“What’s mine is . . . yours?”
Welcome back to the long-awaited second part of my series on demystifying myths about asset division in divorce. I started this incredible year by addressing the most common of misconceptions about the divorce process – the impact of an extramarital affair in asset division. Since then, the world has seemingly turned upside-down. So for those of you yearning for simpler times, go back and check out the first part of this series before diving into Part 2.
In this second part of the series, we consider another of the common misconceptions about dividing assets in the divorce process, what happens to “personal” assets? By “personal” assets, I am generally referring to those premarital assets (including real estate) titled in one spouse’s name, inherited assets received by one spouse prior to or during the marriage, personal business interests, and those investment and retirement accounts that you worked so hard to grow over time. Basically, anything you would think of as “mine” instead of “ours.” As you can imagine, the divorce process heightens this sense of personal ownership of these assets, which makes what I am about to say next all the more painful to hear – absent some limited circumstances (i.e. a valid prenuptial/postnuptial agreement; keeping the asset entirely segregated from the rest of the marital estate; etc.) these personal assets can and will likely be considered part of the marital estate, subject to equitable (repeat after me: “not necessarily equal”) division in the divorce process.
I know what you are thinking: “So the house I’ve owned in my sole name before I even met my spouse will be a marital asset, and my soon-to-be-ex will get a piece of it?” In short, likely “yes and yes.” Massachusetts is a state that very broadly defines what types of assets constitute a “marital asset,” and the general rule of thumb is that if it is owned by either party at the time the divorce process begins, it will be considered a marital asset subject to equitable division in the divorce process unless somehow proven otherwise. This means that the equity in the house that has been solely titled in only one party’s name prior to and throughout the marriage, may ultimately be divided equally, perhaps even resulting in the transfer of title to the property to the other spouse as part of the final division of assets.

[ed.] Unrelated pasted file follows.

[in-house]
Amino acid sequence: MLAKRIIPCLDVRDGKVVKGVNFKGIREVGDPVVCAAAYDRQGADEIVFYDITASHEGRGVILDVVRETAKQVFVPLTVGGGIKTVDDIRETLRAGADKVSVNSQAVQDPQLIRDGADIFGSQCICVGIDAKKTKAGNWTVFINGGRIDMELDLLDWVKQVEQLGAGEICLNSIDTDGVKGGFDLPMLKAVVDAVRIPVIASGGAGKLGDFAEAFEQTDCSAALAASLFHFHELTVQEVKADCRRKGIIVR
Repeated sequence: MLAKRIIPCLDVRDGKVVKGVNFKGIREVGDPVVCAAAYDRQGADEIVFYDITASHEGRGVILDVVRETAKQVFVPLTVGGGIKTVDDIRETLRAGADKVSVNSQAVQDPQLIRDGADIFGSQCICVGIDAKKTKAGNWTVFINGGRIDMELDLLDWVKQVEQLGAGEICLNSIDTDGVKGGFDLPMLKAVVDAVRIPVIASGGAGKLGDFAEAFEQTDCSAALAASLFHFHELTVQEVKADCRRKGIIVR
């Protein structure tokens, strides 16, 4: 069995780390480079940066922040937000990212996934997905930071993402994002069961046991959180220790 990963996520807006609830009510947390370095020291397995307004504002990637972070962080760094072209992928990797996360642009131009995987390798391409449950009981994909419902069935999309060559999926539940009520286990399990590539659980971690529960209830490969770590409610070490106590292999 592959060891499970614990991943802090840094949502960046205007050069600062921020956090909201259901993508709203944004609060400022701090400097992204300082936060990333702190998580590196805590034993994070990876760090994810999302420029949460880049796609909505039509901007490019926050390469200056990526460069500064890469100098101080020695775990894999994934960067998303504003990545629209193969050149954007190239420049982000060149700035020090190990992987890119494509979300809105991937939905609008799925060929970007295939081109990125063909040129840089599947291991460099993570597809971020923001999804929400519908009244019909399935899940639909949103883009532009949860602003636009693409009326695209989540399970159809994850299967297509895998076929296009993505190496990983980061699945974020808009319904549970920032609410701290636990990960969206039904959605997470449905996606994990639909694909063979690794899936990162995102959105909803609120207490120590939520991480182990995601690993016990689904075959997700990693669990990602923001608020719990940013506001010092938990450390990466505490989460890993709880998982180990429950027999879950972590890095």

As with most aspects of the divorce process, there is a lot of nuance in how these “personal” assets are handled and what the ultimate division of these types of assets will be. Depending on the circumstances of the marriage, particularly the length of the marriage, the acquisition and preservation of the particular asset, there can be effective arguments to minimize what the other spouse may receive from these “personal” assets in a divorce. The asset may still be considered a marital asset, subject to equitable division, but only a small portion of the asset is ultimately allocated to the other spouse as part of the final division of assets.
The best way to try and keep these “personal” assets to yourself during the divorce process is by having a valid prenuptial (or postnuptial) agreement. A prenuptial agreement is a contract entered into by the future spouses prior to the marriage, while a postnuptial agreement is a contract entered into by the spouses during the marriage. Both of these contracts often address the division of marital assets, among other financial considerations, in the event of a divorce. For many reasons, the postnuptial agreements are more strictly scrutinized at the time of divorce, and, accordingly, are also far less common than prenuptial agreements. Nevertheless, if these contracts meet certain requirements at the time of their execution and at the time of divorce, they will be held to be valid and enforceable and those “personal” assets, often defined as “separate property” in these contracts, can remain separate as part of the divorce process.
Therefore, if you anticipate that your tolerance for sharing your “personal” assets with your spouse at the time of the divorce will be roughly the same as my toddler’s current unwillingness to share his toys with others, then you should probably reach out to a family law attorney about your options to keep what is “yours” very truly yours.